Thank you for posting this. I needed it. I have the news channel on almost 24 hours a day.Its like I'm addicted to it.

I was also in NJ and scheduled to fly home from Newark on Fri. morning. But, with all the increased sucurity and 6 hrs. waiting time, my SIL drove me home to Ohio. I had my little granddaughter with me and I felt she would be very upset by all these men with rifles walking every where. I have been the biggest pessimist lately.

Deb S. said...

Timely, excellent advice. I was thinking about the anniversaries myself. Like Ian said, those of us who work in communications do that - just as those in your profession do.

I think your tips on dealing with trauma, triggers and flashbacks represent a great public service. Take it from someone who knows about all of them.

jumpinginpuddles said...

flashbacks that have all full blown human emotions smells sights etc involved are the ones that you cant simply do all those things and be ok at th end with. Wish there was a magic cure though

Dr. Deborah Serani said...

Dear Heidi,
You are right!

Dear Meow,
Hope you have a purrfect weekend too.

Dear Sarah,
It's so great that the recent events haven't triggered you in any way.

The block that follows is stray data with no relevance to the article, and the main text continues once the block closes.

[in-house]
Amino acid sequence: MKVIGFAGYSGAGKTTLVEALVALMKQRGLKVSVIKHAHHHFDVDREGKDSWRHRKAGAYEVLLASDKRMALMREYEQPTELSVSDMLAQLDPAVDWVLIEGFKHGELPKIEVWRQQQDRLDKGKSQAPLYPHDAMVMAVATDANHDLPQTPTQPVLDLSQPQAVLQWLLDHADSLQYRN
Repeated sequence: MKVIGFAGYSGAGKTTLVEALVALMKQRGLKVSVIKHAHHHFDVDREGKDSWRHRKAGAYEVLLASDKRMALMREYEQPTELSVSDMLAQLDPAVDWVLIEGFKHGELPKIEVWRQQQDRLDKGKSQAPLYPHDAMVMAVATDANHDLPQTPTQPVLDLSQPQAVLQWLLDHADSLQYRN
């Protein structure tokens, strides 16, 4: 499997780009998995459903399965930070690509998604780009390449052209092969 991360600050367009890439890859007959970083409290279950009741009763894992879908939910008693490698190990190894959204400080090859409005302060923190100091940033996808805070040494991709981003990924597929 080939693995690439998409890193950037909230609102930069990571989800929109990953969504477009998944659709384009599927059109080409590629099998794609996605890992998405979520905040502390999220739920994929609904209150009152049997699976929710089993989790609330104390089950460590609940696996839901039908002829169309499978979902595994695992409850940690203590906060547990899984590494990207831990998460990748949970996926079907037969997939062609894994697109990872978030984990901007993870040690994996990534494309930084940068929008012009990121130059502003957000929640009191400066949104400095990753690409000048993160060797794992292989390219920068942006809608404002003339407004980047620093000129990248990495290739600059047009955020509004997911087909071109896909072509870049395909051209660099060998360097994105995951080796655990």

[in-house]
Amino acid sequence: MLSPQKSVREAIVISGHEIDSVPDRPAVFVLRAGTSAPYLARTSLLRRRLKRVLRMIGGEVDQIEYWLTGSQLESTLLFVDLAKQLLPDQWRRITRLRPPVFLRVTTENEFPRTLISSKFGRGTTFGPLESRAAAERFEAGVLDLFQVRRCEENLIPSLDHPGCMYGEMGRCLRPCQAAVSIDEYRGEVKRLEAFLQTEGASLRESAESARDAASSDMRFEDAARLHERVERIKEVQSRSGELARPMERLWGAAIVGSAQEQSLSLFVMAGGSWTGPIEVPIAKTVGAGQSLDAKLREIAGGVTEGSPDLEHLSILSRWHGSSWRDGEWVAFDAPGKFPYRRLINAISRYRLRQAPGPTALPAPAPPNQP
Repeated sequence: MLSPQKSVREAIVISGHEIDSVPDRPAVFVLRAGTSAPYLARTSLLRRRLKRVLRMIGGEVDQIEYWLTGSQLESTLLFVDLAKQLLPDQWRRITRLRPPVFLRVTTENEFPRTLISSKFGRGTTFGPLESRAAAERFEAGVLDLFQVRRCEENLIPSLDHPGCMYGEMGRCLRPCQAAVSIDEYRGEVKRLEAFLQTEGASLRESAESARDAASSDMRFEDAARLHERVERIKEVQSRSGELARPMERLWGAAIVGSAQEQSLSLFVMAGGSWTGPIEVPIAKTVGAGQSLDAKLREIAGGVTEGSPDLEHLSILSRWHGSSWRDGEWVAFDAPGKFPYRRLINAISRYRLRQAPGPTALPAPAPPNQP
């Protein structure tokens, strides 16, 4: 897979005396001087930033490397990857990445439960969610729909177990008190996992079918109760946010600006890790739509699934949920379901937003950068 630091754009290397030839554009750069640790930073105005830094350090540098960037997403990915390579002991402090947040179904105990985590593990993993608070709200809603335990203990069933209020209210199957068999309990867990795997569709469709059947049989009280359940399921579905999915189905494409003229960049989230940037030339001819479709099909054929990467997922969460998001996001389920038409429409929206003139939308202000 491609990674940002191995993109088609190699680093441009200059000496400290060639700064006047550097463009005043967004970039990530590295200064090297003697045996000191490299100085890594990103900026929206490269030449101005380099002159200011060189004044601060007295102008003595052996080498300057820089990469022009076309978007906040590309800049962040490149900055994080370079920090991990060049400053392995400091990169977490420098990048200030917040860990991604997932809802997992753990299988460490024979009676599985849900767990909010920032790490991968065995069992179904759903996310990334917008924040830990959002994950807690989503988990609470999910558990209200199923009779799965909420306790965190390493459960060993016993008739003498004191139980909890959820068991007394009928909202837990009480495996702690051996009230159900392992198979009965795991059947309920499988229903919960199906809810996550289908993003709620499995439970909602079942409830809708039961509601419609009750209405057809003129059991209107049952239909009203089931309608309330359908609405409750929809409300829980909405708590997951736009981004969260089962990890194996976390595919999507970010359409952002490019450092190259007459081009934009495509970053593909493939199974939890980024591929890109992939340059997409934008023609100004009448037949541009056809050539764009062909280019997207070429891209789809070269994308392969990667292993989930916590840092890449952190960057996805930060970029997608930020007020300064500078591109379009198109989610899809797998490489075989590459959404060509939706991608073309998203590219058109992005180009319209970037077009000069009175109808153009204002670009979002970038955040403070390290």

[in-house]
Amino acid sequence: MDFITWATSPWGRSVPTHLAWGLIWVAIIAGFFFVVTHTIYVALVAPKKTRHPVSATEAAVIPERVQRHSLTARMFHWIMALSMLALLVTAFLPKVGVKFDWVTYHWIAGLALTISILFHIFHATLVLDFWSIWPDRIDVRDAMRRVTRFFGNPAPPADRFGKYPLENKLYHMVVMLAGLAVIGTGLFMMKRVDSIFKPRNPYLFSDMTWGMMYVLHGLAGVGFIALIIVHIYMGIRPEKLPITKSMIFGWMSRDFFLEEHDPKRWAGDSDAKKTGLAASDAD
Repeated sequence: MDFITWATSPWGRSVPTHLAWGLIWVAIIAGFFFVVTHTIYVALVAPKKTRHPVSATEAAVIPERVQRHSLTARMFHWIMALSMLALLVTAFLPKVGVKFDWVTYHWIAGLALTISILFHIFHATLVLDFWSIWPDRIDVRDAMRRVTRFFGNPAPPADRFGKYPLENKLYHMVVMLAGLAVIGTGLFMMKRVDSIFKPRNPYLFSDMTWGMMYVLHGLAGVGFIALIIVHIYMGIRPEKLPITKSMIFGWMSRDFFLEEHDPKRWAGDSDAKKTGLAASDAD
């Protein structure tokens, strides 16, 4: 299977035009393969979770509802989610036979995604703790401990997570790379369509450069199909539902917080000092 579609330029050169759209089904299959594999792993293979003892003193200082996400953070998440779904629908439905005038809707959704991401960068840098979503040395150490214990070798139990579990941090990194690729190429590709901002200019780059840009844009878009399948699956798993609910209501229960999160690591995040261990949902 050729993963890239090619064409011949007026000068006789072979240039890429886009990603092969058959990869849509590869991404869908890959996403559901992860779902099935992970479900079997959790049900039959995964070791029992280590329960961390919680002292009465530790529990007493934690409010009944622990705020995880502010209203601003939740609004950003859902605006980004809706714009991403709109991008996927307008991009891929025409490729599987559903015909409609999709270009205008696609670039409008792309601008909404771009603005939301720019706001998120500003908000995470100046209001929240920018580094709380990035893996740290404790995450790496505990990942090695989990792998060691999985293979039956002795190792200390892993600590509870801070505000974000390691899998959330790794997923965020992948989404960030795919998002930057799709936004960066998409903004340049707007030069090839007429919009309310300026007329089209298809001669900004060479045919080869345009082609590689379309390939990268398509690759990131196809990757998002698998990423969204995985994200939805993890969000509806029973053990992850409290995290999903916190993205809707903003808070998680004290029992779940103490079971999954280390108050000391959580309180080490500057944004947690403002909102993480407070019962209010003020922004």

Dear ALison,

DEar Precision Girl,
Actually, many people report feeling desensitized as well. So you are not alone in this experience.

Dear Clare,
I need to take a break when things get too overwhelming in the news. I get very easily unnerved by such information.

Dear Lightfeather,

Dear Fallen,
Of course, please use anything that you find helpful in the blog. I hope that the flashes are not a long haul experience for you.

Dear Cathy,
I can understand how you feel about all of this. When I feel pessimistic, I try to remember that most people in the world are not evil and unkind. That helps me to find my balance again. And it is so hard for us to find a balance when we have our children and grandchildren to protect.

Dear Deb,
Yes, some professions are in the front lines of these things more than others. And we do have to make sure we don't get too overwhelmed by it all. A balance that is hard, but not impossible to achieve.

Dear JIP,
I often wish there was some elixir or technique that could dilute flashes as well. However, it takes a long time, and a lot of processing and hard work. That is why I like using the work "survivor" not victim. I wish you continued success in winning the flashback battle.


Nella said...

I like this post, gave me alot of info. I went and saw World Trade Center yesterday and that brought back alot of memories. Geart post.